VATICAN CITY, JULY 22, 2005 (Zenit.org).- The working paper of the next Synod of Bishops suggests that “songs used at present” in the liturgy should “be reconsidered.”
The proposal appears in No. 60 of the working document for the assembly of bishops from all over the world, which will be held Oct. 2-23 in Rome, on the theme “The Eucharist: Source and Summit of the Life and Mission of the Church.”
Based on responses from dioceses, religious and the laity to a questionnaire, the text acknowledges in No. 61 that “to enter into sacred or religious usage, instrumental or vocal music is to have a sense of prayer, dignity and beauty.”
In the liturgy, music must have “integrity of form, expressing true artistry, corresponding to the various rites and capable of adaptation to the legitimate demands of inculturation, … without detracting from the idea of universality,” the document states.
The working paper, published July 7, outlines the topics that the bishops will discuss during the assembly.
In connection with the question of liturgical singing, the paper states that “musicians and poets should be encouraged to compose new hymns, according to liturgical standards, which contain authentic catechetical teaching on the paschal mystery, Sunday and the Eucharist.”
In particular, the document suggests the rediscovery of Gregorian chant, as it “fulfills these needs” and, therefore, can “serve as a model,” quoting Pope John Paul II.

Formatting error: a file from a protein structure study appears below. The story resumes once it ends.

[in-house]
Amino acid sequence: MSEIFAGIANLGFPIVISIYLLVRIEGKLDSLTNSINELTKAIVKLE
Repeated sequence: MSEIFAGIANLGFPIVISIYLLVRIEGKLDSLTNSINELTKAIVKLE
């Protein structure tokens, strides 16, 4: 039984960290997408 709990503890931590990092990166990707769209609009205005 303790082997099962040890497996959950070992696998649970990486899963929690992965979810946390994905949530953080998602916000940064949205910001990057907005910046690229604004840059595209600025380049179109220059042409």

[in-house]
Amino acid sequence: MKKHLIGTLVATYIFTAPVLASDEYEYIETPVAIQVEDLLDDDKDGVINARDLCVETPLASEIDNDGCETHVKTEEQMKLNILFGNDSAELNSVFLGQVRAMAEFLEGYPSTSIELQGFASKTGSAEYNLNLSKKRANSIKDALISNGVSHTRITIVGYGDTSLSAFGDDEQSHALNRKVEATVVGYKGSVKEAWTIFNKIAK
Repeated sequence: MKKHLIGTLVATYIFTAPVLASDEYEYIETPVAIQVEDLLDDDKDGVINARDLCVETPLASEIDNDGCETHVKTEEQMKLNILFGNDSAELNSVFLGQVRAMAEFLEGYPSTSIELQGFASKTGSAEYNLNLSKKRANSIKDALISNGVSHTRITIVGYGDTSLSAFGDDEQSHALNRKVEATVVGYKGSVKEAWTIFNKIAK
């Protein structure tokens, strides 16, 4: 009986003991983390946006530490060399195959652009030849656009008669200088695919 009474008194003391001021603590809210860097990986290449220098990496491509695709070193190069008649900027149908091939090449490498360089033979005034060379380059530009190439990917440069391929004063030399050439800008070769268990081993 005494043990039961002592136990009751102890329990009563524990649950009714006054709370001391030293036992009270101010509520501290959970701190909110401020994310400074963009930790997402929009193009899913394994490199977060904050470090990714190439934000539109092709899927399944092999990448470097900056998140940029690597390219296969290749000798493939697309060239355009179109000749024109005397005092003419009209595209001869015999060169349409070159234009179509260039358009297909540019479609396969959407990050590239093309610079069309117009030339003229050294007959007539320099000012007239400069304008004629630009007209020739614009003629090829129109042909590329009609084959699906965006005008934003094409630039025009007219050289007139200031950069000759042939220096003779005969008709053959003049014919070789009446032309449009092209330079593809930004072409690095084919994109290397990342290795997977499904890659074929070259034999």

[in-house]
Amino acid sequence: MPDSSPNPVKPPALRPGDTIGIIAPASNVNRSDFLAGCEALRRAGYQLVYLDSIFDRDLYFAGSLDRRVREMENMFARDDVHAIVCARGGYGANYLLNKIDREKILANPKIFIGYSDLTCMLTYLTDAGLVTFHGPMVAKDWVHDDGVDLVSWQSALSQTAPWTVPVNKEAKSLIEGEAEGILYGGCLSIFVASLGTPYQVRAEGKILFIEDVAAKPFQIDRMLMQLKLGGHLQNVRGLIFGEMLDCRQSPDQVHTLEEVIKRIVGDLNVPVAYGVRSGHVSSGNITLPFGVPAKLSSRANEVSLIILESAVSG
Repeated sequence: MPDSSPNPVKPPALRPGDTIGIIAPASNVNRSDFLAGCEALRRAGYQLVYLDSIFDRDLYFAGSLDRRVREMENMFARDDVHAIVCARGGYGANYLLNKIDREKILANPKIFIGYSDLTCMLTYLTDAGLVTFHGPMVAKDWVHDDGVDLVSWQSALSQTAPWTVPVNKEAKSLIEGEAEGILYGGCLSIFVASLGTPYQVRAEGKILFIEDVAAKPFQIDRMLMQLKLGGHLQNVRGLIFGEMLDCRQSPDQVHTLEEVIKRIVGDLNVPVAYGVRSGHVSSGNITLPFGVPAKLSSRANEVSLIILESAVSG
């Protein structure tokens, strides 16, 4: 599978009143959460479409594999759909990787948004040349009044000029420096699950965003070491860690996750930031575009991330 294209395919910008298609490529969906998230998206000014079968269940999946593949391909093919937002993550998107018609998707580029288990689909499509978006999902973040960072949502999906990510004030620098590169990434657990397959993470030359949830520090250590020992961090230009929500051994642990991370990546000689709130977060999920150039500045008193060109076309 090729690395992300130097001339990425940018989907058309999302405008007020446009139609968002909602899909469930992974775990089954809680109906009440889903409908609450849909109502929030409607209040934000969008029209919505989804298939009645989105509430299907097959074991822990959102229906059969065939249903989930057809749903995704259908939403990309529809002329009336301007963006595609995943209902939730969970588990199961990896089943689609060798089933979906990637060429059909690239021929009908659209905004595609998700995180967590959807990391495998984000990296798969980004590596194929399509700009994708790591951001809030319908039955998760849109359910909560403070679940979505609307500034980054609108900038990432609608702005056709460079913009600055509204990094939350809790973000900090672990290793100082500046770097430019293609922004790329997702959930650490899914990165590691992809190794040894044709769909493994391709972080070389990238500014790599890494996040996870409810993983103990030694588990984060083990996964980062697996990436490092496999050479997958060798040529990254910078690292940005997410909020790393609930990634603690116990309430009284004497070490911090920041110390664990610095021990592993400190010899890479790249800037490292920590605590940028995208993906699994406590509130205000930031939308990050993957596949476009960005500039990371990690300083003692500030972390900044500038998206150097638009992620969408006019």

In No. 61, the text states that in the responses to the questionnaire with which they concluded the synod’s first preparatory text, “some lamented the poor quality of translations of liturgical texts and many musical texts in current languages, maintaining that they lacked beauty and were sometimes theologically unclear, thereby contributing to a weakening of Church teaching and to a misunderstanding of prayer.”
The paper refers in particular to youth Masses, stressing the need “to avoid musical forms which, because of their profane use, are not conducive to prayer.”
“Some responses,” it adds, “note a certain eagerness in composing new songs, to the point of almost yielding to a consumer mentality, showing little concern for the quality of the music and text, and easily overlooking the artistic patrimony which has been theologically and musically effective in the Church’s liturgy.”